bit of code in Shardmap, and it is not very complex.
Like any other kind of Tux3 update, Shardmap updates are required to be
ACID. The Tux3 block forking mechanism makes this easy: each delta
transition effectively makes all dirty blocks of a directory read-only.
While transferring a previous delta to disk, directory entries may be
created in or removed from directory entry blocks on their way to disk,
so those blocks will be forked. The tail block of a shard fifo may also
be forked, and so may directory entry free maps. Under a pure create or
delete load, the additional cache load caused by page forking will
normally not be much more than the tail blocks of shard fifos. Other
loads will perform about as you would expect them to.
The cache footprint of an actively updated Shardmap index is necessarily
the entire index, true not only of Shardmap, but any randomly updated
index that groups entries together in blocks. If we contemplate running
a create test on a billion files, we must provide enough cache to
accommodate the entire index or we will thrash, it is as simple as that.
For a billion files we will need about eight gigabytes of cache. That is
actually not too bad, and reflects Shardmap's compact hash table design.
Less cache than that will force more disk accesses, and the test will
consequently run slower but correctly.
Shardmap's appetite for shard cache grows to extreme levels as
directories grow to billions of files. This is not unexpected, however
it does mean that we need to take some special care with our kernel
cache design. A shard hashtable in kernel will be an expanding array of
pages just as it is in userspace, however we will not have the virtual
memory hardware available to help us out here. On 32 bit hardware we
will be using highmem for the cache, with attendant inefficient
kmap/unmap operations and that will suck, but it will still work better
than HTree for gigantic directories. For smaller directories we can
adopt some other cache management strategy in order to avoid performance
Comparison to HTree
Like HTree, Shardmap uses tables of fixed size keys that are hashes of
names in order to rapidly locate some directory block containing
standard directory entries.
Unlike HTree, Shardmap has one index entry per directory entry. HTree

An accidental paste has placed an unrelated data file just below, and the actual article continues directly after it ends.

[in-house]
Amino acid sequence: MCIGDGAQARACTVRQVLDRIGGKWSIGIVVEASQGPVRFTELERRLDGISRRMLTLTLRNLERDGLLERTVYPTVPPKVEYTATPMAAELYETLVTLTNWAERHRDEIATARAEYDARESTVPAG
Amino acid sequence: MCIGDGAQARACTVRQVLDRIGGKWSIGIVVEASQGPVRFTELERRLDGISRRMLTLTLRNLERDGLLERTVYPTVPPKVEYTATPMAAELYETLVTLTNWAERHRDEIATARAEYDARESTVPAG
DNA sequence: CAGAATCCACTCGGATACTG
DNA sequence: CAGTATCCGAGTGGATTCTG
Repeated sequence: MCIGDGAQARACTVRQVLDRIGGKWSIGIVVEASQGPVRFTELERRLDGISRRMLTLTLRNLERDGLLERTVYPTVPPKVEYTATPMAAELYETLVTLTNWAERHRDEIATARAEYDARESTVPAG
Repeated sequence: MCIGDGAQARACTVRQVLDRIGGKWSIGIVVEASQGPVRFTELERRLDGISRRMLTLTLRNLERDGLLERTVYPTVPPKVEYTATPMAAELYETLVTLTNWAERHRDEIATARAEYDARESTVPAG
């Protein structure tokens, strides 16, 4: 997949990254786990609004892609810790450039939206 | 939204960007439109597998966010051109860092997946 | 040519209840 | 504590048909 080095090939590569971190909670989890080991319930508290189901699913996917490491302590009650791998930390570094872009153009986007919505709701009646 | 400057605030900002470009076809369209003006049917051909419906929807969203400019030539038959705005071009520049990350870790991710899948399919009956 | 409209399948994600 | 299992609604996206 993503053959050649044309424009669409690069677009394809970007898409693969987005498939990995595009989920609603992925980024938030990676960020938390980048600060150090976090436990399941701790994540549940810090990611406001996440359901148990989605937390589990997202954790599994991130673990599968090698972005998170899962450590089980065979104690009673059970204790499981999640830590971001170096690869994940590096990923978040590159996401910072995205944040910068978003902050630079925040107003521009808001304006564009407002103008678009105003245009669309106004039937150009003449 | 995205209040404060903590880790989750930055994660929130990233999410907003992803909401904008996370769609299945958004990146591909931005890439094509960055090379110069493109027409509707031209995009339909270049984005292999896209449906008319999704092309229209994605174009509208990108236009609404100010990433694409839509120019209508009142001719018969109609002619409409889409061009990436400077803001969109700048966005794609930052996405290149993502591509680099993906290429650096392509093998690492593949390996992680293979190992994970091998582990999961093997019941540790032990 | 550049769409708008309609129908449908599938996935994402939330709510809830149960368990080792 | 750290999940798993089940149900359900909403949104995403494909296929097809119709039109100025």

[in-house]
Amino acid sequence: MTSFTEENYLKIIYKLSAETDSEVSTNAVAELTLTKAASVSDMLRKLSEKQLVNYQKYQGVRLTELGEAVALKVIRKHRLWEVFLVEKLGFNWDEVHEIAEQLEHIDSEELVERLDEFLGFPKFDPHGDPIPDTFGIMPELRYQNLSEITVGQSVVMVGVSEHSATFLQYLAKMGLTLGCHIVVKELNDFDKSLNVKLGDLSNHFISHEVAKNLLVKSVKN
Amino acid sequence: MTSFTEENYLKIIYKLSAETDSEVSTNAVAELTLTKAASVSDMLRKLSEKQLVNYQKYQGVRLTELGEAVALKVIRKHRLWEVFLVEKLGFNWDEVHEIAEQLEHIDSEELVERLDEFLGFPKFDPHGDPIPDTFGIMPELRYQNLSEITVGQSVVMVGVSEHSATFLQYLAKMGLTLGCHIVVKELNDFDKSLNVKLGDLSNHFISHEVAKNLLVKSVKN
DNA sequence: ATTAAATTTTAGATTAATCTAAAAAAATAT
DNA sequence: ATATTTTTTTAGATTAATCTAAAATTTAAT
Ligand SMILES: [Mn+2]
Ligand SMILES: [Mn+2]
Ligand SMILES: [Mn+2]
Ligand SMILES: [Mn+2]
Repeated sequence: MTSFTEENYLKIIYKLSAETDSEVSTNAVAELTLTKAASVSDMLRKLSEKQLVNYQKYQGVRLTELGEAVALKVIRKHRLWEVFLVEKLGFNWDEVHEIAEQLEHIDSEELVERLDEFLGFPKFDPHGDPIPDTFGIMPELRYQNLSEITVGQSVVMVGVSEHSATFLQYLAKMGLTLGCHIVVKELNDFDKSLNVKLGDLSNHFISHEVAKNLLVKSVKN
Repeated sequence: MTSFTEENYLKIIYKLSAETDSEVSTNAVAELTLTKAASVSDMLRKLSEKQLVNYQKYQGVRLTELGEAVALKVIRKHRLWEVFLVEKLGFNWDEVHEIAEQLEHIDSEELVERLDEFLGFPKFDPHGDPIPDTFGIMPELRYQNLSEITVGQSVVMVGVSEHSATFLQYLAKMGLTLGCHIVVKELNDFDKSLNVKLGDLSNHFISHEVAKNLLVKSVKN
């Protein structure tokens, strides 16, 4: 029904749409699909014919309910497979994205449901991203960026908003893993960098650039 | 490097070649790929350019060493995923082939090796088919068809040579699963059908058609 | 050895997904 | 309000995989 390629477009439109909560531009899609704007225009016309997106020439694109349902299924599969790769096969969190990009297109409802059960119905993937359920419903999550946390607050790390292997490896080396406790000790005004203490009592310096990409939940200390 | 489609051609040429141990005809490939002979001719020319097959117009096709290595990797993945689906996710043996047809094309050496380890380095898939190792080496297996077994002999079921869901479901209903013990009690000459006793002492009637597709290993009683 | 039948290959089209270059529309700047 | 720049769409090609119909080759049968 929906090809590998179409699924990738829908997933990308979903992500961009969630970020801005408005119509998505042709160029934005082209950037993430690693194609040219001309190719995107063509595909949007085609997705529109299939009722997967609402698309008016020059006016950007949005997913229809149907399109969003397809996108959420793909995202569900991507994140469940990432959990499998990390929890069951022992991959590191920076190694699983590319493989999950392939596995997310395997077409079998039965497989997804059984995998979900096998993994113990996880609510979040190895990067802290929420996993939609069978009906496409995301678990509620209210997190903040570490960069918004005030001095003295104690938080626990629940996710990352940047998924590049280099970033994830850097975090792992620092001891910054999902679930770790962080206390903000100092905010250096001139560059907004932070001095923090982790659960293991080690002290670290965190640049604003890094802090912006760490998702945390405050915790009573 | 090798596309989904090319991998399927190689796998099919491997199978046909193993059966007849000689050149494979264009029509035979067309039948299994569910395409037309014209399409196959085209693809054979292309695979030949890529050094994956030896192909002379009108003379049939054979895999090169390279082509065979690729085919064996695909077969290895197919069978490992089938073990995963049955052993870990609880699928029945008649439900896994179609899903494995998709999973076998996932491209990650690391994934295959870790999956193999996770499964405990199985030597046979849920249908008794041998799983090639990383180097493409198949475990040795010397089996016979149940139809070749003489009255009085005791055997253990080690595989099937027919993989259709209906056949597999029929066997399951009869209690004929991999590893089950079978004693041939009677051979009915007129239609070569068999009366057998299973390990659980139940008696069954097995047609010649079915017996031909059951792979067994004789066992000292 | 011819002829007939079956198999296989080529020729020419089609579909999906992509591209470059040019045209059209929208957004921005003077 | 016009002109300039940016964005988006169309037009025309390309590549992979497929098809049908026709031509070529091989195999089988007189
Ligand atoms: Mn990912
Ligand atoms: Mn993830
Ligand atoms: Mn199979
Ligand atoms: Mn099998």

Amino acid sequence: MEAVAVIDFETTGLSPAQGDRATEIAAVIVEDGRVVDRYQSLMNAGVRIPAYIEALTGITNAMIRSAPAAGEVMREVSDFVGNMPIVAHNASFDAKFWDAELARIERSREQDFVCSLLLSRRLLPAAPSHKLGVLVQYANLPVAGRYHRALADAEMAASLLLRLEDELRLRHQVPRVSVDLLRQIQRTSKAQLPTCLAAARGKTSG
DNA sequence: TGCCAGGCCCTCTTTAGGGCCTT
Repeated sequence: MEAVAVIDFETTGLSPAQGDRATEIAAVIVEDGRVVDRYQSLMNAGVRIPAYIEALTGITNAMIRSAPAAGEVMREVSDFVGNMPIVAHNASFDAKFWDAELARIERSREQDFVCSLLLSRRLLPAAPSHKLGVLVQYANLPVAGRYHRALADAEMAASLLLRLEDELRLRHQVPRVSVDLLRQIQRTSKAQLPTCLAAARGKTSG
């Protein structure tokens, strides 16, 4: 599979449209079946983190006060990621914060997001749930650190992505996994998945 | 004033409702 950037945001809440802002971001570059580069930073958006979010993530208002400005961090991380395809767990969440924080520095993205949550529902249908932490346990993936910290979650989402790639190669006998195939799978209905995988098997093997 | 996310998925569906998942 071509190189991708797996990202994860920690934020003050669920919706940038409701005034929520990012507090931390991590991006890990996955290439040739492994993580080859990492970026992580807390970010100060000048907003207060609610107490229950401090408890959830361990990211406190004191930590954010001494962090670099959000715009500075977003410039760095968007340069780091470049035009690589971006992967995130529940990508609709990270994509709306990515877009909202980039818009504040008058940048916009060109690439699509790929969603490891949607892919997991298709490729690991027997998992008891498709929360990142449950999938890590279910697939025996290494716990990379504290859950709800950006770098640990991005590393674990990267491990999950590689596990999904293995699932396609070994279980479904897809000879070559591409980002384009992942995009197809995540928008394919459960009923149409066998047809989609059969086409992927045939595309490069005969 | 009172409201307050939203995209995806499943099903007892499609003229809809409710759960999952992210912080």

uses one index entry per directory entry block, and is unique in that
regard. This is one of the key design details that has made HTree so
hard to beat all this time. It also sounds like a big advantage over
Shardmap in terms of index size, but actually it is a tie because of
slack space normally found in B-Tree blocks.
Like HTree, a Shardmap index is mapped logically into directory file
data blocks (logical metadata in Tux3 parlance). This takes advantage of
the physical/logical layering of classic Unix filesystem design. In
concrete terms, it reuses the same cache operations for the index as are
already implemented for ordinary files and avoids complicating the Tux3
physical layer at which files and the inode table are defined. It also
provides a degree of modularity that is aesthetically pleasing in itself.
Unlike HTree, a Shardmap index is not interleaved with directory data.
We place the index data strictly above the directory entry blocks
because the index is relatively larger than an HTree index, roughly 20%
of the directory file. At first we intended to place the Shardmap index
at a very high logical address, but that plan as discarded when we
noticed that this adds several levels to the page cache radix tree,
which slows down all directory block accesses significantly (we measured
6 nanoseconds per radix tree level).
Our refined layout scheme places the Shardmap index a short distance
above the currently used directory blocks and relocates it higher as the
directory expands, so we incur about the same radix tree overhead as
would be required by a simple unindexed directory. This relocation
does not impose new overhead because we already must relocate the index
shards as a directory expands, to break them up and limit reload latency.
Unlike HTree, Shardmap needs to keep track of holes in directory entry
blocks created by deletions. HTree finesses this detail away by creating
each new entry at a particular place in the btree corresponding to its
hash; deleted entry records are simply forgotten in the hope that they
will eventually be compressed away during a block split operation.
Shardmap employs a free record map for this purpose, with one byte per
directory entry block that indicates the largest directory record
available in the directory block. To avoid churning this map, it is
updated lazily - the actual largest free record is never larger than the
size stored in the map, but may be smaller. If so, a failed search for
free space in the block will update the free map entry to the actual